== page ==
Inflation predictions and stimulus
Noah Smith writes about Inflation Predictions.
Let’s remember that the “fear inflation” folk were opposing bigger US gov’t spending, like wasted money on Solyndra.
When Bush did fiscal stimulus, it was thru tax cuts, which resulted in the rich paying a higher percentage of tax collected, yet was falsely demonized by Krugman/DeLong Dems as tax cuts for the rich.
Krugman wants the Dems to give millions of gov’t stimulus to Dem semi-failed businessmen so they can probably waste it while making big donations to Dem politicians promising to spend more gov’t money and increase taxes on those who are hard working, responsible, smart – and successful. If the Rate of Return on gov’t investments (thru stimulus) is negative, how does spending/ wasting more create sustainable growth. It doesn’t.
Great note on predictions, and timing.
In Dec 1996, Greenspan called it “irrational exuberance”, but the bubble didn’t pop until after YE2 in 2000/2001. And not in a day, but over a couple weeks/ months.
In May, 2003, The Economist called it “house of cards”
but the bubble started popping only after 2006.
The reason Cochrane, and S. Palin & Taylor (among others) are wrong, is a reason Krugman doesn’t focus on.
“How much money” a person has is all of income, expected income, and Net Worth (perhaps also expected Net Worth). Few monetarists include Net Worth in their models, which for 40 years has been ok because it hasn’t changed rapidly enough with enough magnitude to dominate interest rate changes.
Starting about 2007, and especially after the 2008 crash, homeowners have been realizing that they’ve lost home equity net worth, so have been adjusting their spending patterns. We don’t have to worry about QE II, or QE III, or Interest on Reserves (which should be set at 0), or even helicopter drops of money, until the housing market bottoms and house prices regain stability.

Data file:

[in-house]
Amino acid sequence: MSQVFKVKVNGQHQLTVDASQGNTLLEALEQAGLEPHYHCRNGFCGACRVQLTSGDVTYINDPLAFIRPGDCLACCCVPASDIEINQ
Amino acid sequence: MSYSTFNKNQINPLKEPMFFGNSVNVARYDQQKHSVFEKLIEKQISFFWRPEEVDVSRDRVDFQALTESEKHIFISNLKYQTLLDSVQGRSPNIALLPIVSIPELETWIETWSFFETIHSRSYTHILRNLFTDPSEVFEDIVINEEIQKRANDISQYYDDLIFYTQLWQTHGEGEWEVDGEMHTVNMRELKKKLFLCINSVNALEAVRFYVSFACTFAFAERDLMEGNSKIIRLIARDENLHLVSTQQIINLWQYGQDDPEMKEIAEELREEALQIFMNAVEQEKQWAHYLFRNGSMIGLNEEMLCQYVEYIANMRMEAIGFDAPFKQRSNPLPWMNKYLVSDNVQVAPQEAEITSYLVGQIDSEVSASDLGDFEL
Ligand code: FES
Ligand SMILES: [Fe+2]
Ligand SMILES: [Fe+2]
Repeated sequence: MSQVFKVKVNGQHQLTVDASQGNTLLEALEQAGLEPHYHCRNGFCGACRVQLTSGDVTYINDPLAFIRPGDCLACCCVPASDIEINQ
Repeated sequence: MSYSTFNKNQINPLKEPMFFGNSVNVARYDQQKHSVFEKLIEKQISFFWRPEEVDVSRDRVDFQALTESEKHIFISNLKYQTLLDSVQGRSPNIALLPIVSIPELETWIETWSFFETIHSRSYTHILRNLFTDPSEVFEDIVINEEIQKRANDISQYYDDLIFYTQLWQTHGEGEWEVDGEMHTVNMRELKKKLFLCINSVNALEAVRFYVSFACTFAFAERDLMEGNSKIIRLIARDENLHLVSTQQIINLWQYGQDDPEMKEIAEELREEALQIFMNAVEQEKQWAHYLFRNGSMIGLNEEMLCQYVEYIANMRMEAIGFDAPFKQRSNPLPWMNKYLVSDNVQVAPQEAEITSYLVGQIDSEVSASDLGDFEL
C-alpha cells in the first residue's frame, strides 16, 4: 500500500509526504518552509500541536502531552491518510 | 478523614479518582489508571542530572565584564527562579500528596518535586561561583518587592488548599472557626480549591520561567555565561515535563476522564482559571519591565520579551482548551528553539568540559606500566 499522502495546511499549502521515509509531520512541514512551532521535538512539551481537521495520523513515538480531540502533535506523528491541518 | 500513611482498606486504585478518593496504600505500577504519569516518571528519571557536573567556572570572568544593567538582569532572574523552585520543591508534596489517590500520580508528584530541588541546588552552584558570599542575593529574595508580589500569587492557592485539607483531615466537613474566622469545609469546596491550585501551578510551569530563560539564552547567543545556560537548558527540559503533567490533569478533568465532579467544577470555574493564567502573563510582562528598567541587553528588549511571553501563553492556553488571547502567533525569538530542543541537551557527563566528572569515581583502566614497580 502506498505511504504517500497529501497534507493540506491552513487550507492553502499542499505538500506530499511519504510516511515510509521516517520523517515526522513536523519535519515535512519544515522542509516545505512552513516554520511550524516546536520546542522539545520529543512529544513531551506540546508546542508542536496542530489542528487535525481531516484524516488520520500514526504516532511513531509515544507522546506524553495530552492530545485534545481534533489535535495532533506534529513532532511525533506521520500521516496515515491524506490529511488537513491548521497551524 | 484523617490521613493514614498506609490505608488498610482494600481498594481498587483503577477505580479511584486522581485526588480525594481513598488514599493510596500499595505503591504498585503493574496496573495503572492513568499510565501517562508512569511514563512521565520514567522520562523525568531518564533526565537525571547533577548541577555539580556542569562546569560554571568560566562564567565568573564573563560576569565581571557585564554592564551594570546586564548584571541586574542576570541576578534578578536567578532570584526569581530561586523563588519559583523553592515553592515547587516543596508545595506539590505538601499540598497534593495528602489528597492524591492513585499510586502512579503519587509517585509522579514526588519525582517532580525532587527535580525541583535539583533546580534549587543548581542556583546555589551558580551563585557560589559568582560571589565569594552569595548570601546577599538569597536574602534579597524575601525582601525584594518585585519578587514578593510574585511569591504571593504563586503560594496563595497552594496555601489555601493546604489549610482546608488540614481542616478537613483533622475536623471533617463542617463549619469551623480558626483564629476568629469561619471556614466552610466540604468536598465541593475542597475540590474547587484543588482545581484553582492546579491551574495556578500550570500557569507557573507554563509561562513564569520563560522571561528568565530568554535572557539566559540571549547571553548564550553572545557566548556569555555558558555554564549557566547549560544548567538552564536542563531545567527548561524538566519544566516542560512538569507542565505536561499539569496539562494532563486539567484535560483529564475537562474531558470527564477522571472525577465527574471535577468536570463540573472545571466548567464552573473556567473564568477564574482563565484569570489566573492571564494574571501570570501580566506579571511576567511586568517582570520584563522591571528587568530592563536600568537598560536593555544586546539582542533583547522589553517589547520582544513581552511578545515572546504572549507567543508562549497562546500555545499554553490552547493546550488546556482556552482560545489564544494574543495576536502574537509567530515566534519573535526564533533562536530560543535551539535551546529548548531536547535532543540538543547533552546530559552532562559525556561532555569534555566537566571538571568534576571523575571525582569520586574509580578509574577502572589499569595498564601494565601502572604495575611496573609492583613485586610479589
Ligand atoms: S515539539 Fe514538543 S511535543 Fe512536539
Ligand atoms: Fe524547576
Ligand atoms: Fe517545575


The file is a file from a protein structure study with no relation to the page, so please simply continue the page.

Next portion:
The stimulus that would be most effective is tax cuts, and more tax cuts for middle income workers (like payroll tax cuts), and yes, a higher deficit and more 1% long term debt, until the productive workers re-establish an economy that is growing.
Since Krugman/ DeLong want ever-growing gov’t, even if the theoretical idea of more stimulus seems justified by the low threat of inflation, their desire for more gov’t waste, er, spending, should be resisted. Their desire for higher taxes (on the rich! on anybody who has enough to offer workers a new job!) is the kind of class war we don’t need.
And the Dem support (with Bush and McCain) for gov’t bailouts to the rich and irresponsible bankers who ARE to blame for finance bubble, make most Dems clear hypocrites.
I predict low US inflation (<3%) for the next 2 years, but hope for more. The Taylor inflation target is easier to track than the Sumner NGDP, tho I’d slightly prefer the NGDP target of 5%.